I'd like to have been able to start off this post by saying "And now for something completely different!" from the previous one. But it's really just slightly different--instead of a '50s-era British spy series that can in hindsight seem stodgier than Bond, I turn now to one of the 21st century's more notable attempts to update 007--the XXX series.
Four years ago I considered the prospect of Xander Cage's returning to the screen, and declared the then development hell-trapped film a longshot.
Of course, the film did get made, and is now about a month away from release. And on seeing the trailer, it looks that, unlike a belated revival of another spy film franchise (2014's Jack Ryan: Shadow Recruit), the filmmakers not only stuck with the star and the version of the series associated with him (we still have Vin Diesel in extreme sports-themed action), but laid out the cash to keep it from looking cheap.1 At the very least, XXX3 looks like a satisfactory follow-up to the preceding film.
I might add, too, that popular taste may be swinging away from the gritty to the flamboyant in its spy thrillers, if successes like Kingsman and Spy, and the performance of the recent James Bond and Mission: Impossible brands are anything to go by.
Still, the studio didn't exactly rush to get XXX3 made--apparently waiting until after the explosive grosses of not just the colossal hit Fast and Furious 6, but the billion-dollar take of Furious 7 before pushing on with all steam ahead. (Hollywood was actually quicker to get the Riddick movie out, maybe because it felt safe taking the low-cost route with another Pitch Black rather than a proper follow-up to Chronicles.) And even so, a January release date doesn't scream confidence for anything but Oscar contenders and Navy SEAL-themed shoot 'em ups clearly pitched at one side of the country's political divide--with XXX3 neither of those things. (Certainly it's a strong contrast with the release of the first film back in the summer of 2002, before much of this film's target audience was even born; or even the borderline summer release of the riskier follow-up on the last weekend in April 2005.)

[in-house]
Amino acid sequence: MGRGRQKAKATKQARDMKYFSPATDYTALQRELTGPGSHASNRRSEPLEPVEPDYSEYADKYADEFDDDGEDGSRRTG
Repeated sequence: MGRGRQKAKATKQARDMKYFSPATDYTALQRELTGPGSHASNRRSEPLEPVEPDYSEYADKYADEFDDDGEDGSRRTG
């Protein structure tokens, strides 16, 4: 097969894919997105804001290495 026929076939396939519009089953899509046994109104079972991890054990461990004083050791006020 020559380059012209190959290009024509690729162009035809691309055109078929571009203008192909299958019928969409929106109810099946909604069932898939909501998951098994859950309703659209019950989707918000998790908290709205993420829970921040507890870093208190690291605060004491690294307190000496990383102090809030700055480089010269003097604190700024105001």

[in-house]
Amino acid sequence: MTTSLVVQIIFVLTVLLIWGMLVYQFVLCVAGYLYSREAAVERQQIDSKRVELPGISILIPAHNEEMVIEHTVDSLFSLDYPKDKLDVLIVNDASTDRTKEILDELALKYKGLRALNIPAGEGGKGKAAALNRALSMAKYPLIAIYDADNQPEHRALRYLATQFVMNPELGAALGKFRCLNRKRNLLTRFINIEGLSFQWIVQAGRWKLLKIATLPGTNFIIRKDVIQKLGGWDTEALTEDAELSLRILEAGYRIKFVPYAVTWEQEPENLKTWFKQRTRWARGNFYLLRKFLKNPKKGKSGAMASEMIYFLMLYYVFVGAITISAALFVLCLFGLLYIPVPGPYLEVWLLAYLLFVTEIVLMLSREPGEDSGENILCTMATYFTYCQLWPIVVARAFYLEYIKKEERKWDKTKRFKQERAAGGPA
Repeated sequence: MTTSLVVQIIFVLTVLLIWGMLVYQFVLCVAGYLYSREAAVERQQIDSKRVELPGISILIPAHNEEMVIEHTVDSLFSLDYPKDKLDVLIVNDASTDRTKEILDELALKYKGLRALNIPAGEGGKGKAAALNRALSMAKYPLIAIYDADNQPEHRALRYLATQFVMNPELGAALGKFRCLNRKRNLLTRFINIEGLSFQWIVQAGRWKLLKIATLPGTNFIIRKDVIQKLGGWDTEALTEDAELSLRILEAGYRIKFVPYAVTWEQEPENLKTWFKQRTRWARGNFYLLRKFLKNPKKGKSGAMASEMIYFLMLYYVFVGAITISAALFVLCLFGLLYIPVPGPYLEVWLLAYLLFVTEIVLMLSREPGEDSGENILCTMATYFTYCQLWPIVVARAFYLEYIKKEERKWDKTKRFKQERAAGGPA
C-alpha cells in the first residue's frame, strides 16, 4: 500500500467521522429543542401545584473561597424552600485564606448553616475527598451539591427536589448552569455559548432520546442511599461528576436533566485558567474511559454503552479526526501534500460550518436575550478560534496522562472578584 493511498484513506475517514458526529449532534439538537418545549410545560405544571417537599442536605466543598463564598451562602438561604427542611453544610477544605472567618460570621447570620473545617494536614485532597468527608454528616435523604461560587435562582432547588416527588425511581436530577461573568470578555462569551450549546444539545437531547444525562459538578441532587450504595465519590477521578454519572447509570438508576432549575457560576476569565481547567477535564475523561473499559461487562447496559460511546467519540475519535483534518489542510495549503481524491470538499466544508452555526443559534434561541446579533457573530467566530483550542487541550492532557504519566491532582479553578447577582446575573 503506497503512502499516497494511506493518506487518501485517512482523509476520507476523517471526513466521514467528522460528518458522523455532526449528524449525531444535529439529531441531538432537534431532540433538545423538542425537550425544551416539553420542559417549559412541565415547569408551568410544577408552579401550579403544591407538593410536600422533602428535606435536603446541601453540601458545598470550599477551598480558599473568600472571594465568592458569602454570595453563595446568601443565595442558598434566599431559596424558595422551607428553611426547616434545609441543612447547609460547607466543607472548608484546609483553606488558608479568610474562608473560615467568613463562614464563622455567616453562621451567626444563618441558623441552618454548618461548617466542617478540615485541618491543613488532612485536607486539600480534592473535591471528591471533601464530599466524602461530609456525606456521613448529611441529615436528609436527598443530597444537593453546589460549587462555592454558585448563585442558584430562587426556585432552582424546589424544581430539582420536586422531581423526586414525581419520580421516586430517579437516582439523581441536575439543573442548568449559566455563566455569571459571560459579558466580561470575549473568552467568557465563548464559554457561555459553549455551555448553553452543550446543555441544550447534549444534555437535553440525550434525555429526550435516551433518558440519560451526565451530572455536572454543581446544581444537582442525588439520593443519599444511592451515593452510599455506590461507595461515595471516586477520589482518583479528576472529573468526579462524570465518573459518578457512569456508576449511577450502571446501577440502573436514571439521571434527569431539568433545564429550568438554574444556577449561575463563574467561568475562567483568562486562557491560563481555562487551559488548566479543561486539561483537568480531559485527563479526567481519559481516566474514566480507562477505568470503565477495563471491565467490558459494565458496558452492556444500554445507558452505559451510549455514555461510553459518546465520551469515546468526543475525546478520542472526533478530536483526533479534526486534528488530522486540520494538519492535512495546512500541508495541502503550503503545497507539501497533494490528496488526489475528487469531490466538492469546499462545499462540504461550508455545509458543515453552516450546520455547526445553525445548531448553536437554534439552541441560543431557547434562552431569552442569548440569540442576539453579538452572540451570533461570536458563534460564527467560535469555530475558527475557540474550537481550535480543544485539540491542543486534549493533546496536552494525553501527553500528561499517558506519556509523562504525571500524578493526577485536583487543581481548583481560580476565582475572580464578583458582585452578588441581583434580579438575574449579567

All the same, I'm less confident than before in my assessment of this movie's chances, and left wondering--Will this late gamble on the audience's desire to see Xander Cage return prove wrong-headed, prove to have been a valid way of extracting a little last profit from another old name, or pay off big, like James Bond instead of Jack Ryan? What do you think?
1. Peter Hartlaub's favorable review of Shadow Recruit remarked the "thrifty set pieces and smaller ambitions" of a movie where "bank transactions and tense conversations push the action forward."
My Posts on William Haggard
Just Out . . . (The Many Lives and Deaths of James Bond, 2nd edition)
The Post-Ian Fleming James Bond Novels
Just Out. . . (James Bond's Evolution)
Just Out . . . (The Forgotten James Bond)
My Posts on James Bond
The Return of Xander Cage?